The Skin We're In
By Tyler Smith
With most of the world slowly beginning to open back up again, there will definitely be some new social norms around to stay, even if only for the short term. One of the more interesting things is how wearing masks daily and only meeting via zoom have changed the way we use makeup and skincare, and how we as a generation view our skin.
A couple years ago, full coverage makeup was the fashion. If you didn’t have primer, concealer, color correcting concealer, foundation to contour with, eye primer, eyeshadow, mascara, eyeliner, lipstick and highlighter, you weren’t wearing makeup. The beauty community had taken off on youtube, and people were putting out tutorials that would take upwards of forty minutes to complete. They had a whole lineup, sometimes hundreds of dollars worth, of products and entire sets of brushes, sponges and blenders in each video. and people were getting millions of views- and dollars by making tutorials and pallets to sell to subscribers.
Fast forward to 2020, and everyone’s at home. Most people didn’t see the need to have full coverage in the comfort of their own homes. And because Zoom has a tendency to make even the earliest of morning birds look like they haven't slept in a week, a full face seemed hardly worth the effort. And when they did go out, they had a mask covering half their face. I can tell you from personal experience, lip gloss under a mask is just as uncomfortable as it is useless. So, eye looks took center stage. People started adjusting their routine to add emphasis to the eyes. This trend made it all the way to Hollywood, where this year’s socially distanced award season was punctuated with bright dramatic eye shadow and graphic liner whereas before subtle color and smokey eyes reigned supreme.
Another side effect of this shift in how we prep our faces for the outsider world, is the rise of skincare. Personally, I’ve always loved looking at different products because I don’t wear makeup very often. But, I noticed a lot of my friends and family, who normally preferred makeup started asking me about skincare when we all started staying at home. They aren’t alone; according to automat.com, the skincare market grew 13%; the makeup market only grew by 1%. It makes sense, having not much to do, people tend to spend a lot of time staring in the mirror during nightly routines. We started to see the things that normally spend time being covered up. Also, because of the fact that this time was stressful for many, taking time to do clay masks or doing a nightly routine was relaxing for a lot of people. Routines bring structure into lives, something that has been more or less missing for the past year.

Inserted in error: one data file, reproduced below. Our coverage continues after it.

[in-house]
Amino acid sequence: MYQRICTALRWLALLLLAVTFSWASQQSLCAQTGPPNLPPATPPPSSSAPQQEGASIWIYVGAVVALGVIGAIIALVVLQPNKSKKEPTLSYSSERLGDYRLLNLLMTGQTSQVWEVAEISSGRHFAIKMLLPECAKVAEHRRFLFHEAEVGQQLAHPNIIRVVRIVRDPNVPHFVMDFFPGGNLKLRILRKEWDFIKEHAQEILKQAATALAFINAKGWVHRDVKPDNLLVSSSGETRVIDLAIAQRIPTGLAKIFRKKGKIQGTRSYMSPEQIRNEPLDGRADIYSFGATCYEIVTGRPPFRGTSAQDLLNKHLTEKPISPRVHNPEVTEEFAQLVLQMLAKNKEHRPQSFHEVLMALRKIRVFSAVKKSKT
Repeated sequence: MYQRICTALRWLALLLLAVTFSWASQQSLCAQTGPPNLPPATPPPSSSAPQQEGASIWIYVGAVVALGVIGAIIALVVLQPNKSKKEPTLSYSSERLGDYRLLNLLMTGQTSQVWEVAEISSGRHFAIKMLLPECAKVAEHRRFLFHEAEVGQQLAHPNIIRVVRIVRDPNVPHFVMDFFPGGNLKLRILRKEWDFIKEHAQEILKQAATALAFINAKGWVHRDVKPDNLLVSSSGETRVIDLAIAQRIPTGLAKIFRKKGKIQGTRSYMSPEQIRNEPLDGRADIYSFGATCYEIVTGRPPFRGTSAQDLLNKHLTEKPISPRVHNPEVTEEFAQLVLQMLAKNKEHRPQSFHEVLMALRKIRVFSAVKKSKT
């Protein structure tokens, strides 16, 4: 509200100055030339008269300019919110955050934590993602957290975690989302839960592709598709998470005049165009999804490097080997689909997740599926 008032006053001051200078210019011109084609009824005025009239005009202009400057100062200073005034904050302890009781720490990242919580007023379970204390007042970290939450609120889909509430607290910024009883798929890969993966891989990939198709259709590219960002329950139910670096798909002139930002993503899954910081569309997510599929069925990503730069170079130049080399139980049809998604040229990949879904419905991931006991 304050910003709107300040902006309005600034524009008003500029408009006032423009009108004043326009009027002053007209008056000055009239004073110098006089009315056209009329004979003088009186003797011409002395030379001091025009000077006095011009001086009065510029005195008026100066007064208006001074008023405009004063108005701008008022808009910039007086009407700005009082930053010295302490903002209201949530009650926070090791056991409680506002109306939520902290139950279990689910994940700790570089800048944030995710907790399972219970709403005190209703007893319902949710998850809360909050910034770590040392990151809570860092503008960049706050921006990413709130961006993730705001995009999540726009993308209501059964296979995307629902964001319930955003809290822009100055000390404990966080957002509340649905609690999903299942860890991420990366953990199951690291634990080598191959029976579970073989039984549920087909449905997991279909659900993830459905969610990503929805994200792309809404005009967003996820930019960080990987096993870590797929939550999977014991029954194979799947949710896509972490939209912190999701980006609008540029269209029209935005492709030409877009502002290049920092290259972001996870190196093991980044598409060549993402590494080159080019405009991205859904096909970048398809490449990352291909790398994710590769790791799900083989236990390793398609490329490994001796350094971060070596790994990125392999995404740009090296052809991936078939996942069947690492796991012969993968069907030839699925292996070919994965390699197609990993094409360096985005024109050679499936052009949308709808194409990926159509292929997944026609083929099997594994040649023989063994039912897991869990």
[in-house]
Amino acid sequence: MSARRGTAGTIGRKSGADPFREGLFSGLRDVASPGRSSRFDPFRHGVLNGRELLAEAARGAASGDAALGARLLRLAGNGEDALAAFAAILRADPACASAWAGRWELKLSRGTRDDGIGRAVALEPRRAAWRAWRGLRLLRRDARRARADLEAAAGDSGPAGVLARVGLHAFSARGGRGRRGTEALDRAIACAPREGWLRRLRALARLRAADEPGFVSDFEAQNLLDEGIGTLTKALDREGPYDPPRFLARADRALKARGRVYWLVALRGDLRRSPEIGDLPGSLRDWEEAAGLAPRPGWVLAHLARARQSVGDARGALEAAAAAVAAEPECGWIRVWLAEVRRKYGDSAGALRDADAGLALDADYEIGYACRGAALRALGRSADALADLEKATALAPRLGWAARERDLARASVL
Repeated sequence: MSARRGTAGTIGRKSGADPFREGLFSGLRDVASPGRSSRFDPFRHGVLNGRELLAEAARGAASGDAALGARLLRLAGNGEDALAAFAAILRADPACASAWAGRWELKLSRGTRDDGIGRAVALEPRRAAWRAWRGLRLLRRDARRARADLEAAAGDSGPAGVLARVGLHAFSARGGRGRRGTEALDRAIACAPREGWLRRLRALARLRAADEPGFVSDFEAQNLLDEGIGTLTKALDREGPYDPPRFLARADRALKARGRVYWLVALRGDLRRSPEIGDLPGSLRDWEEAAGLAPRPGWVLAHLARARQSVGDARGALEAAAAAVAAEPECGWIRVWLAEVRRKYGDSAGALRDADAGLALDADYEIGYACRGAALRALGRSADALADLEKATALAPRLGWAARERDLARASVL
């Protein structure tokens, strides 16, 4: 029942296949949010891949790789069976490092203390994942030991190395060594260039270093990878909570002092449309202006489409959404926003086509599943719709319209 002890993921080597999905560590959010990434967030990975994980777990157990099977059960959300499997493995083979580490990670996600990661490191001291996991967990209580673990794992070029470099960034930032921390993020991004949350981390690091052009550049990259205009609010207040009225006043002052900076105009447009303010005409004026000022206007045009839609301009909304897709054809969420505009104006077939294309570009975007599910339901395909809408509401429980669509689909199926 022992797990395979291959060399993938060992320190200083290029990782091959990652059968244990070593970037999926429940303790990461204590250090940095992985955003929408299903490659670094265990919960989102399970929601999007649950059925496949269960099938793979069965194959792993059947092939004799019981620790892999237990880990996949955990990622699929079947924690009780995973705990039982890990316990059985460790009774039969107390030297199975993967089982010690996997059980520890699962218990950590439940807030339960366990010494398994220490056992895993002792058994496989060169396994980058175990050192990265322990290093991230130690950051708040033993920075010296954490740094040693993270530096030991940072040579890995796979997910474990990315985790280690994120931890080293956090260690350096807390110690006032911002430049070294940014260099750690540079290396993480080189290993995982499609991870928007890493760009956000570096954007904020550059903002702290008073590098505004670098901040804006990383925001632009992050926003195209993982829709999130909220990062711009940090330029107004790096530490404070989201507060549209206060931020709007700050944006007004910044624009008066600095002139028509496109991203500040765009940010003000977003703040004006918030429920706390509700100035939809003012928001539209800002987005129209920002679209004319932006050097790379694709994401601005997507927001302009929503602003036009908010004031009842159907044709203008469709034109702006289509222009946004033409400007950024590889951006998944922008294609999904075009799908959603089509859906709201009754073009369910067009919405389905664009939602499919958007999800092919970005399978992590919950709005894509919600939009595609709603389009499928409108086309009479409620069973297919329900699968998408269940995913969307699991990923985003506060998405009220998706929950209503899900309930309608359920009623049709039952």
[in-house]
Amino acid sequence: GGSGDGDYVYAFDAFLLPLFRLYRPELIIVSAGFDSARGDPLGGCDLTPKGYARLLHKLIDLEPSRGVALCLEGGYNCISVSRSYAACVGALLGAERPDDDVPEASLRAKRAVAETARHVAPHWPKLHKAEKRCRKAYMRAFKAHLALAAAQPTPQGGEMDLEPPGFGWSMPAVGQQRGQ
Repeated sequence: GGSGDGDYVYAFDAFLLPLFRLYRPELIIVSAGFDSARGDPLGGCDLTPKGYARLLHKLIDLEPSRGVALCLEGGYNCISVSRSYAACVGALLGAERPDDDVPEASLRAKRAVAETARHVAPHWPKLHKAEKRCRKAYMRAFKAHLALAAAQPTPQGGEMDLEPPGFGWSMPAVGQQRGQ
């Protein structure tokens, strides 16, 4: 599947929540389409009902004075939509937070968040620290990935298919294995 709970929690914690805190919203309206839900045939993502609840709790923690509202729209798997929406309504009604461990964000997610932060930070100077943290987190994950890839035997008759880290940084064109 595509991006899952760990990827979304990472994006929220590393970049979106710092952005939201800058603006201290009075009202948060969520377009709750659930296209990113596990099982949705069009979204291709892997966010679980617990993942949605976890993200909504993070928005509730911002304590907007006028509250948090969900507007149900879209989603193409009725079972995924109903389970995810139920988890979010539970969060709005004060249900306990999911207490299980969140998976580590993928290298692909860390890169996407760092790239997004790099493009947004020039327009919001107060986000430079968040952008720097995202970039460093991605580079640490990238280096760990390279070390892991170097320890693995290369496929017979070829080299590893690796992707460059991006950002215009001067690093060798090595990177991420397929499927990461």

Youtube has seen the change too. Hyram is a skincare expert on Youtube who makes videos on hundreds of products and brands in all sorts of price ranges. He has 4.57 million subscribers and his view count per video averages anywhere from 4-10 million! He’s not the only one on Youtube who highlights skincare. Media channels like Vogue and Harper's Bazaar have started posting celebrity skincare routines as part of their daily content. Instead of makeup and perfume, celebrities like Kylee Jenner and Rihanna have put out skincare lines.
Personally, I hope this emphasis on skin care stays around. One of the silver linings of not being able or not wanting to wear makeup everywhere is that people are learning to love the skin they’re in- flaws and all. I think it’s especially good for the younger girls who grew up in a time of photoshopped images and impossible beauty standards. Learning to like your face is more important than you might think. Putting effort into taking the best care of your skin makes it a point to celebrate instead of something to hide. Not to say makeup is just to hide things- makeup looks even prettier when the skin underneath is well taken care of! I think we should all take a little-or a lot of time to take better care of ourselves.
Picture from Pexels.com